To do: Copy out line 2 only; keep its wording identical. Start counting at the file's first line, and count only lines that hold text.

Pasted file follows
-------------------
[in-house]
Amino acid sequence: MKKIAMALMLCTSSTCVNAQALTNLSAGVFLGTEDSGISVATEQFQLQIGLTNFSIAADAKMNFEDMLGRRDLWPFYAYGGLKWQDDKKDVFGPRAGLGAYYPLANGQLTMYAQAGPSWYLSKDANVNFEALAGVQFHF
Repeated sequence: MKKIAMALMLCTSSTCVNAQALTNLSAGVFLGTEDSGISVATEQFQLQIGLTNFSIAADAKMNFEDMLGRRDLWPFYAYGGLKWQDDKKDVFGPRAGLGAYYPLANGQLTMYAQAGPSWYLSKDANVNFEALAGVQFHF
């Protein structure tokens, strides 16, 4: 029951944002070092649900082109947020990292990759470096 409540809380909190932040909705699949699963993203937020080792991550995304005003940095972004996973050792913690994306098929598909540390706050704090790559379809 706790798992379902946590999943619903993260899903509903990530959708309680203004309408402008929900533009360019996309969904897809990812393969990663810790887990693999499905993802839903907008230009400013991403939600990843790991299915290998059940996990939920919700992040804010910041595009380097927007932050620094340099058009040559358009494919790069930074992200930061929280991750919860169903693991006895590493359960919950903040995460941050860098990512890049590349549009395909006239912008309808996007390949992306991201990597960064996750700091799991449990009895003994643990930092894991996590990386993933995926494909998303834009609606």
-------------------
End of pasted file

Amino acid sequence: MKKIAMALMLCTSSTCVNAQALTNLSAGVFLGTEDSGISVATEQFQLQIGLTNFSIAADAKMNFEDMLGRRDLWPFYAYGGLKWQDDKKDVFGPRAGLGAYYPLANGQLTMYAQAGPSWYLSKDANVNFEALAGVQFHF